Oh, Julie, this made me cry. Seriously.

My adventurer is much more overt in her affection and her love of everything -- perhaps a natural born Buddhist? ;) -- but there are moments, oh there are moments, when I have no idea where this child came from or why she's behaving this way.

We don't force her to give physical affection, either. She will when she warms up to you ... but if she doesn't want to, we try not to push it.

Her preschool actually as a name for this "The Feelies". If a kid gets too close to another they basically say, "Back off X you're giving me the Feelies".

I don't know what to tell you about what's going on with Patience. She seems like the kind of child that, if you put too many restrictions on her, she'll just withdraw further. Know what I mean?

I'm sorry, Julie. I wish I had magic words of wisdom.
S said…
This one hit me hard, Julie. I fell in with a mean girl for a time until she suddenly, shockingly, viciously turned on me. Just because she could. I hope you can withdraw Patience from her "BFF"'s influence, somehow. I wish I knew how.

As for Patience's personality (which reminds me of Ben's, except that for Ben PDAs aren't averse but more like an afterthought; he's not prickly but absentminded), you sound like you're incredibly sensitive to the person she is and will be. Kudos to you.
K said…
I've snuck back on the computer to get a quick Julie fix. I think that you are right to intervene. Children do need to be taught, they don't actually learn everything by osmosis. We sometimes assume that they will imitate us or apply the rules generally, but they don't. We have to point out the connections for them. I keep trying to learn that children take a long time to change behaviors. It's often a constant correcting and correcting and correcting. My hope is that eventually it will take in the end.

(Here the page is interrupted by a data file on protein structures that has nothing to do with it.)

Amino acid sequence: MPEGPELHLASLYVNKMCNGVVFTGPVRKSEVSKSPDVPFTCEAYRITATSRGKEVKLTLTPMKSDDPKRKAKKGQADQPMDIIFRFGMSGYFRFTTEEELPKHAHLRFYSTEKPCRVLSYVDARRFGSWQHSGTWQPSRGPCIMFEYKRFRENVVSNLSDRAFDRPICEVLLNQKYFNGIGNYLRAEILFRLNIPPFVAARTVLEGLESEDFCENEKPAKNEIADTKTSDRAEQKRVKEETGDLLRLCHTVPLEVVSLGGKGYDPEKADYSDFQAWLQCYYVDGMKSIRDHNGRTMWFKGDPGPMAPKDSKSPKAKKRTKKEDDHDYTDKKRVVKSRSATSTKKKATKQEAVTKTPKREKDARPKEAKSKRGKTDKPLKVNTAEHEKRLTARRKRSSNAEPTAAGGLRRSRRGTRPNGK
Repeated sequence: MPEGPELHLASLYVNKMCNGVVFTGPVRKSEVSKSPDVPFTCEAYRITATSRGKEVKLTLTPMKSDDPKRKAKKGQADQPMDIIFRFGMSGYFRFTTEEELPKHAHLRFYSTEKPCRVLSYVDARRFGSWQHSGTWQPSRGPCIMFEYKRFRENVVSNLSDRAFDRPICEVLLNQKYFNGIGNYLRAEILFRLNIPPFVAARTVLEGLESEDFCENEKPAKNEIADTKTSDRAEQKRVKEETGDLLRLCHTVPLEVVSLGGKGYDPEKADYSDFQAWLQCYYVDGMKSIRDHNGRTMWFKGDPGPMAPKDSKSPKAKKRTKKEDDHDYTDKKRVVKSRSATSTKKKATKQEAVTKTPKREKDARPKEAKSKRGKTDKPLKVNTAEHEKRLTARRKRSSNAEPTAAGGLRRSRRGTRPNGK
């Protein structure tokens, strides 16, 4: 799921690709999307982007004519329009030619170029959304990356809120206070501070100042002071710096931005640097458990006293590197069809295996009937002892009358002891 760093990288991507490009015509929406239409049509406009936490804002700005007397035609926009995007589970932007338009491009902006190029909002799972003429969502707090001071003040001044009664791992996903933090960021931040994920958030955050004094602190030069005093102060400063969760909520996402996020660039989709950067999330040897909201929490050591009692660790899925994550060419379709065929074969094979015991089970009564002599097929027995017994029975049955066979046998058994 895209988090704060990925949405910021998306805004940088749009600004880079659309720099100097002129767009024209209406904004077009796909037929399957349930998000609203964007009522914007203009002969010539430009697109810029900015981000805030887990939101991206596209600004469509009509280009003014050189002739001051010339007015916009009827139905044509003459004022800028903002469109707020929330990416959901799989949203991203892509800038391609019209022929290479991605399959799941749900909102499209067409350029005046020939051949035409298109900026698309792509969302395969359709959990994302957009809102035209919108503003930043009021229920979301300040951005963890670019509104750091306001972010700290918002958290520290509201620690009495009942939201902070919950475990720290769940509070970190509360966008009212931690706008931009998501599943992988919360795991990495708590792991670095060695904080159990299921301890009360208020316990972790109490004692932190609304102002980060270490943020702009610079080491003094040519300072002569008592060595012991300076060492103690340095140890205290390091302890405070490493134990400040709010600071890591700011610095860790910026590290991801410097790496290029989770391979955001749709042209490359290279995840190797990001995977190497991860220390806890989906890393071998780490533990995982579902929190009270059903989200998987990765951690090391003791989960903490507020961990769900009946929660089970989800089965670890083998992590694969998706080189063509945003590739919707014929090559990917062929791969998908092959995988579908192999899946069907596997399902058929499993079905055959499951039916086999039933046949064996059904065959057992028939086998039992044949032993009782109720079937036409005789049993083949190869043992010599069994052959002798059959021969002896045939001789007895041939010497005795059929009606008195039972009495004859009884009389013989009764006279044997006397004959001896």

I have known many children that are not affectionate in a traditional sense. I admit that I want to hug them so badly, but I don't. Children like your Patience have taught me patience-and you have no idea how resistant I am to that lesson.
Ms. Skywalker said…
Wonderful post.

Big A is going through this; once exuberant in her affection, now the shy girl in the corner, pointing her toe out. With her momma wondering whether to drag her onto the floor or take her a stool to sit on with her favorite book to read.
Christine said…
This was a great post.

My girl has two little friends who are not at all into physical affection or lots of hugs, etc. I have taught my daughter to respect their boundaries and always ask for before giving a hug. I have learned, too, that a simple "hi" and smile is enough and that getting in their face and asking a million questions or trying to hug them is too, too much. I also tell my own kids that giving hugs, etc. is not mandatory. They do what they are comfortable with, but a "hello" and "goodbye" is always expected.